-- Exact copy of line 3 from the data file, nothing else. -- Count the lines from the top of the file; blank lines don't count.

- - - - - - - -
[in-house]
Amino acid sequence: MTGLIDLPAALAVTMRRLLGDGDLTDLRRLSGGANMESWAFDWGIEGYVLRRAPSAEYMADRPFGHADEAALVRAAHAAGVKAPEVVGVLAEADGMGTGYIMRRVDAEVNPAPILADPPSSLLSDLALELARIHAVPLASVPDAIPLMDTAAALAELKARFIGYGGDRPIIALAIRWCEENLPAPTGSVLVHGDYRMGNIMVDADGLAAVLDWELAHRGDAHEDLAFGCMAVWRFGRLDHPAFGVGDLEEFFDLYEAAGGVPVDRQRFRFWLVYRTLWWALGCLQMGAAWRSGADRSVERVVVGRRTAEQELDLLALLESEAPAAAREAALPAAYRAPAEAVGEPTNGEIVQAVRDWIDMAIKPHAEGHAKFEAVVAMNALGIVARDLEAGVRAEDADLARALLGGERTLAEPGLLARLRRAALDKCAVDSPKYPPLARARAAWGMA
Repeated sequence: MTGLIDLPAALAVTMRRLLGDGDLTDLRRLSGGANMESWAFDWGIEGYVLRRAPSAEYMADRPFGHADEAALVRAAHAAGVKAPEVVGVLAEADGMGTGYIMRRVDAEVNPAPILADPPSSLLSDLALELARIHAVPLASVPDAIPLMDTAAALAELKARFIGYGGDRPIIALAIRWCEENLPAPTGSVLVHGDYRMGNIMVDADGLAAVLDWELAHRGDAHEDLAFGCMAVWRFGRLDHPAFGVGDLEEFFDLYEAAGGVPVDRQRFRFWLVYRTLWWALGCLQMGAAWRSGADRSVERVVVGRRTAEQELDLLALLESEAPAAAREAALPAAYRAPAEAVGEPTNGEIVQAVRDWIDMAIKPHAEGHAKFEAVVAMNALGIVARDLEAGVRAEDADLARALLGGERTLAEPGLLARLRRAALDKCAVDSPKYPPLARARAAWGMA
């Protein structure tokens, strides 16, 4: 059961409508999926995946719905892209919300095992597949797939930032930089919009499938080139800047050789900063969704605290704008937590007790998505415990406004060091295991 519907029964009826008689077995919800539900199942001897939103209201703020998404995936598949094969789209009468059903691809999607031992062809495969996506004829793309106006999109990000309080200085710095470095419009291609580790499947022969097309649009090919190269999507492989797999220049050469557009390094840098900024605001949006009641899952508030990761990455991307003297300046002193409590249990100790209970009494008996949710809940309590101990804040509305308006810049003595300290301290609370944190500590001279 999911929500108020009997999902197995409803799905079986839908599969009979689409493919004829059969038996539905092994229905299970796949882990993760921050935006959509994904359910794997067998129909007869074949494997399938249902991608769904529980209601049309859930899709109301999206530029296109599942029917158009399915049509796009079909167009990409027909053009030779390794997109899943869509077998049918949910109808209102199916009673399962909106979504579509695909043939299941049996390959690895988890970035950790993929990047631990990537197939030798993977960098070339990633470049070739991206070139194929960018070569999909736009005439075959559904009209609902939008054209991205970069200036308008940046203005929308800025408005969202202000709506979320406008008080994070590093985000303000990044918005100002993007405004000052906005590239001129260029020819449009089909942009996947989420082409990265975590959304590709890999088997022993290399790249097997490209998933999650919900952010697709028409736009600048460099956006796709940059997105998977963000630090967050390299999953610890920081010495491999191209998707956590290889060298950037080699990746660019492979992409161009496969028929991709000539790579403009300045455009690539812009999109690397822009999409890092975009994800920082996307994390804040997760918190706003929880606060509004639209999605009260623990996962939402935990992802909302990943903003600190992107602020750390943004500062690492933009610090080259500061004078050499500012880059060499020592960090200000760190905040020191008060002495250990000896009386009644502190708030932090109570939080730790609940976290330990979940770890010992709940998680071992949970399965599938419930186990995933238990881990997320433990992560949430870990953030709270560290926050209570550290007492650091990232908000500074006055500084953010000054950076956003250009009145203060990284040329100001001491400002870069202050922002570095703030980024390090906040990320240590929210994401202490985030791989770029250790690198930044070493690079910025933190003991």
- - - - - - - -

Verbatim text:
Repeated sequence: MTGLIDLPAALAVTMRRLLGDGDLTDLRRLSGGANMESWAFDWGIEGYVLRRAPSAEYMADRPFGHADEAALVRAAHAAGVKAPEVVGVLAEADGMGTGYIMRRVDAEVNPAPILADPPSSLLSDLALELARIHAVPLASVPDAIPLMDTAAALAELKARFIGYGGDRPIIALAIRWCEENLPAPTGSVLVHGDYRMGNIMVDADGLAAVLDWELAHRGDAHEDLAFGCMAVWRFGRLDHPAFGVGDLEEFFDLYEAAGGVPVDRQRFRFWLVYRTLWWALGCLQMGAAWRSGADRSVERVVVGRRTAEQELDLLALLESEAPAAAREAALPAAYRAPAEAVGEPTNGEIVQAVRDWIDMAIKPHAEGHAKFEAVVAMNALGIVARDLEAGVRAEDADLARALLGGERTLAEPGLLARLRRAALDKCAVDSPKYPPLARARAAWGMA